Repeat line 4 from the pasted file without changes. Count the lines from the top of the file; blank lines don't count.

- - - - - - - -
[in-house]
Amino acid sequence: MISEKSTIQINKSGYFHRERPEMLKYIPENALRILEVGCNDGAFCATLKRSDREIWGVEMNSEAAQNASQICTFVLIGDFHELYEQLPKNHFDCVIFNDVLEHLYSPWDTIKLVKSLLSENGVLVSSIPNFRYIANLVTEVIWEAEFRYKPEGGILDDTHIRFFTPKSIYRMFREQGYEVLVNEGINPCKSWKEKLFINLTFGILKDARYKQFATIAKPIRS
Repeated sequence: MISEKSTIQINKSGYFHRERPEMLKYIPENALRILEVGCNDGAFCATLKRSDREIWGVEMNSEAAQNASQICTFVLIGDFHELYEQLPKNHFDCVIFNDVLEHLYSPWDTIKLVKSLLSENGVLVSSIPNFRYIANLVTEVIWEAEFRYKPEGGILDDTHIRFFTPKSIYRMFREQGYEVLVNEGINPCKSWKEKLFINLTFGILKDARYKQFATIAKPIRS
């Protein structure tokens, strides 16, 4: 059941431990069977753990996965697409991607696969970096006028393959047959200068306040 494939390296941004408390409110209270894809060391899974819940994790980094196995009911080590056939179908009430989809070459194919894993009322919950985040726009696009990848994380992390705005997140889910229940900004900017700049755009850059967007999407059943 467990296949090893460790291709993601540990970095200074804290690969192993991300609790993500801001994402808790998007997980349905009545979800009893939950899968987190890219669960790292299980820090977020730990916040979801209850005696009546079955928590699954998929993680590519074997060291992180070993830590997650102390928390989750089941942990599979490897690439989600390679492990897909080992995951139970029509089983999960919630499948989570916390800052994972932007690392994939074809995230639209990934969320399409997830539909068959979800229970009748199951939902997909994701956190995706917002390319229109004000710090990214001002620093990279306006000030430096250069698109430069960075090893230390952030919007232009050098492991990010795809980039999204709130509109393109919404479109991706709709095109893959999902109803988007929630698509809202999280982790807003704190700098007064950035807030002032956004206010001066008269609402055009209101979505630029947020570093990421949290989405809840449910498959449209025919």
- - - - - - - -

């Protein structure tokens, strides 16, 4: 059941431990069977753990996965697409991607696969970096006028393959047959200068306040 494939390296941004408390409110209270894809060391899974819940994790980094196995009911080590056939179908009430989809070459194919894993009322919950985040726009696009990848994380992390705005997140889910229940900004900017700049755009850059967007999407059943 467990296949090893460790291709993601540990970095200074804290690969192993991300609790993500801001994402808790998007997980349905009545979800009893939950899968987190890219669960790292299980820090977020730990916040979801209850005696009546079955928590699954998929993680590519074997060291992180070993830590997650102390928390989750089941942990599979490897690439989600390679492990897909080992995951139970029509089983999960919630499948989570916390800052994972932007690392994939074809995230639209990934969320399409997830539909068959979800229970009748199951939902997909994701956190995706917002390319229109004000710090990214001002620093990279306006000030430096250069698109430069960075090893230390952030919007232009050098492991990010795809980039999204709130509109393109919404479109991706709709095109893959999902109803988007929630698509809202999280982790807003704190700098007064950035807030002032956004206010001066008269609402055009209101979505630029947020570093990421949290989405809840449910498959449209025919």